I feel really passionately about helping others and would like my business to help fund various projects both abroad and in the UK. The first of these is a school in Ghana. A friend who I met in Ghana through buying fabrics, called Kofi, was building flats to rent in a fast growing area of Accra and noticed there were very few local facilities, so he decided to change the flats into a school instead. He is a keen believer in the Montessori way of learning and asked if he could name the school after me. Kofi and his siblings are the first in their family to be educated, but he has seen the poverty and difficulties faced by many of the people he grew up with, who were not lucky enough to be well educated, and feels very passionately about improving the quality of education in Ghana.

The school opened in May 2018 with 36 pupils. There are now 126 pupils and there is a great need for additional resources. A percentage of Matico profits is going towards these resources and sending many other items kindly donated to the school. In April 2019, I was lucky enough to spend time at the school with the inspiring staff and amazing children. With the money raised through Matico I was able to buy computers, and materials to build and equip toilets and washrooms for the pupils. In July 2019, the second large shipment of books, computers and toys was sent to Ghana, and many more items have already been collected for future shipments.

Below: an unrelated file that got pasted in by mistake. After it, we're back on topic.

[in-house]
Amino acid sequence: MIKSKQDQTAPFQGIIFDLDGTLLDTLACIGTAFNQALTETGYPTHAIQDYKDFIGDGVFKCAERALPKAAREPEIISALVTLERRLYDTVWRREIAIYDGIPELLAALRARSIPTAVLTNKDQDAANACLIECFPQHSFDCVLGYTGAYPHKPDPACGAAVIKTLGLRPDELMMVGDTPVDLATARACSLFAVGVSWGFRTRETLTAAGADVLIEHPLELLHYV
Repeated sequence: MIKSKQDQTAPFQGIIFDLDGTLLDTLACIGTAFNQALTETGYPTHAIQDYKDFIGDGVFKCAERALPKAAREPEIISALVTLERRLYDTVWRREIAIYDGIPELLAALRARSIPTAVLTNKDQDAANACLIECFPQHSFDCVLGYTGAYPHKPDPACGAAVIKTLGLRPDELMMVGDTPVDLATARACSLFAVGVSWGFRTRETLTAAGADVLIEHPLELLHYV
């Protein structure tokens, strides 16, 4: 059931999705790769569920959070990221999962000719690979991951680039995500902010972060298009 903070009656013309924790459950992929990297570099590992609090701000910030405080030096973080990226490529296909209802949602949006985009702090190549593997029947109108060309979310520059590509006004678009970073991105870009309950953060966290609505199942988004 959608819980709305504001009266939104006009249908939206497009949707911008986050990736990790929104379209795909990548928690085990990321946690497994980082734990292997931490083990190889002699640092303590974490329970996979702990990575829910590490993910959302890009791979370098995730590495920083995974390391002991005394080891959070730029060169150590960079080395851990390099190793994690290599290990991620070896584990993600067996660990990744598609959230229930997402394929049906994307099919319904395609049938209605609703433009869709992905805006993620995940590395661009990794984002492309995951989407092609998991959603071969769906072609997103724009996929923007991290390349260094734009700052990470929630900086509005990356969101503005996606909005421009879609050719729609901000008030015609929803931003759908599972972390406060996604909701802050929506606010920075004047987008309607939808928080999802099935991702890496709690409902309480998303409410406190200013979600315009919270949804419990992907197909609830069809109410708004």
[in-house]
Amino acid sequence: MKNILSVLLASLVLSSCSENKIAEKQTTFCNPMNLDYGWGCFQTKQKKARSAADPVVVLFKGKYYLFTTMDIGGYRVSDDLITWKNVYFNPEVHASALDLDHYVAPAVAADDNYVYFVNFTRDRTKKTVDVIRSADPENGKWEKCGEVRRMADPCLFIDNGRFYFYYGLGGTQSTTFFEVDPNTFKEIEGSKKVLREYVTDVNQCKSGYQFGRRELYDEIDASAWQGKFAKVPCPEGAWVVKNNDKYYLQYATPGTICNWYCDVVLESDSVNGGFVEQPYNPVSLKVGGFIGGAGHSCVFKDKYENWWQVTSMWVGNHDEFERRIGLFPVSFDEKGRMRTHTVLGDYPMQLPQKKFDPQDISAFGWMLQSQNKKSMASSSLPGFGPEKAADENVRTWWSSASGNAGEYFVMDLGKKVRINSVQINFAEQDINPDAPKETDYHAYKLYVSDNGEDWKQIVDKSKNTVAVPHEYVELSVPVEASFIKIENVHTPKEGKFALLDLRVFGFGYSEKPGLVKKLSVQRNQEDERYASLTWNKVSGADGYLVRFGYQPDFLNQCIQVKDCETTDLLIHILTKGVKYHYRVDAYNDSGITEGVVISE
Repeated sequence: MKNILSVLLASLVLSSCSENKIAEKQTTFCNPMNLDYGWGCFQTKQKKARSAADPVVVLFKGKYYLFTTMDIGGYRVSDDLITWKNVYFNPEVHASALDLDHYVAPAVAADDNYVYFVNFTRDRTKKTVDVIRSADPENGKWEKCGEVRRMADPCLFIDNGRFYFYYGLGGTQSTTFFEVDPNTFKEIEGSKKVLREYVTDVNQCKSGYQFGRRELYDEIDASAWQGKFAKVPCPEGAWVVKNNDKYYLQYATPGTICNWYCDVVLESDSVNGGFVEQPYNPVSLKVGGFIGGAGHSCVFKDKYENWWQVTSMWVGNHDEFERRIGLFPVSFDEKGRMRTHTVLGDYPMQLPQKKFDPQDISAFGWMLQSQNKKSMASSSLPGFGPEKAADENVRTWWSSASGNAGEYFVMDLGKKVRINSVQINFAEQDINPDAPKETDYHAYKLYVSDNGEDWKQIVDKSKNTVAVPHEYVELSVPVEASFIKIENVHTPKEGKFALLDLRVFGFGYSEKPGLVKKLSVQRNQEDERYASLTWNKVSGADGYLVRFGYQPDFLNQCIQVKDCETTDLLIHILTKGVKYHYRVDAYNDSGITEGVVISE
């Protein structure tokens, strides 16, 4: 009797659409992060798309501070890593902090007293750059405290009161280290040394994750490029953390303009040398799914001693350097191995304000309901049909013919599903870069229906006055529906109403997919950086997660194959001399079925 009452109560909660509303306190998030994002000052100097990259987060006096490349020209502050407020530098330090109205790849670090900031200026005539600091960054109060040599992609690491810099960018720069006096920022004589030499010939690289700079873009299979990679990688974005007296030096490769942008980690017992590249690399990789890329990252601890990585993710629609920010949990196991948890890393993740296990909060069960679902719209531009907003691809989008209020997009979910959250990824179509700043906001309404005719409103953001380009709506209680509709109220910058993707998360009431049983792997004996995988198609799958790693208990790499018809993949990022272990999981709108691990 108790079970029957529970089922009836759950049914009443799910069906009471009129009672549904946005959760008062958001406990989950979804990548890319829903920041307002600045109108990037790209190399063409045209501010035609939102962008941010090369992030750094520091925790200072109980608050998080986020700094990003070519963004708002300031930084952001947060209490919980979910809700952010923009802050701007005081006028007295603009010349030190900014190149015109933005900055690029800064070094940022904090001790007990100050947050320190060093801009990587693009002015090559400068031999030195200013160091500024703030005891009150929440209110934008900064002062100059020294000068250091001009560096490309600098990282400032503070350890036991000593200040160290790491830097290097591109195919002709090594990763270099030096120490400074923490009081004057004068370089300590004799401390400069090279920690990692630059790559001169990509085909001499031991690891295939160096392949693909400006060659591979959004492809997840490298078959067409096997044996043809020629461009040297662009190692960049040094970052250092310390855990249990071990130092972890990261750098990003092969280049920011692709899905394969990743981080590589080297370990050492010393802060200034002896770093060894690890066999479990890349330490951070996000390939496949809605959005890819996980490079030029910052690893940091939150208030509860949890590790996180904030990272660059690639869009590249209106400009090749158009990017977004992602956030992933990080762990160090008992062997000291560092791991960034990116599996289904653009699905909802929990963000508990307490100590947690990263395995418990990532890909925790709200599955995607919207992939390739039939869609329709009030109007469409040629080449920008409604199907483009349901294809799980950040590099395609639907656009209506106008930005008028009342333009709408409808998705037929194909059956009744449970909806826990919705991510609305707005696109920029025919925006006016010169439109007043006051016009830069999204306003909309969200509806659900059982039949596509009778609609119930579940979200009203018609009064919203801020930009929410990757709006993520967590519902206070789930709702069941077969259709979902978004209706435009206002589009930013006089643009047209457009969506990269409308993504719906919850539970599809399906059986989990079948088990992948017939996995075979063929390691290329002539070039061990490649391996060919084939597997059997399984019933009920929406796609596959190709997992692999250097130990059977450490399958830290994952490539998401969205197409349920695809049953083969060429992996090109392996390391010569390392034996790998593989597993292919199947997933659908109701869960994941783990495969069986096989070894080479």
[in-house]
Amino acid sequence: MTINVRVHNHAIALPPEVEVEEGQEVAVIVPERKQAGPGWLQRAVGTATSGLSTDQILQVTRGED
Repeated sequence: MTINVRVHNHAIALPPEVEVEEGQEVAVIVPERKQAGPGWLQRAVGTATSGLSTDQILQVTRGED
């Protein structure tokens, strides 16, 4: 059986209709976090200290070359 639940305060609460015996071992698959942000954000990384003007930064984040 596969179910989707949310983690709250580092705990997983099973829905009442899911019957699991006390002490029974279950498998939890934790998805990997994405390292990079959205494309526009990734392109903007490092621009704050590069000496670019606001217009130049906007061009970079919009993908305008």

The school continues to grow with many children on the waiting list. Kofi is very busy trying to meet the demand and build more classrooms as quickly as he can, together with a computer room and a library. This August I organised a fundraiser with a local brewery, live music and DJs (thank you so much for your help with this Dan!!) to raise money to help Kofi to buy more building materials and employ people to help him to build the new facilities that are so needed.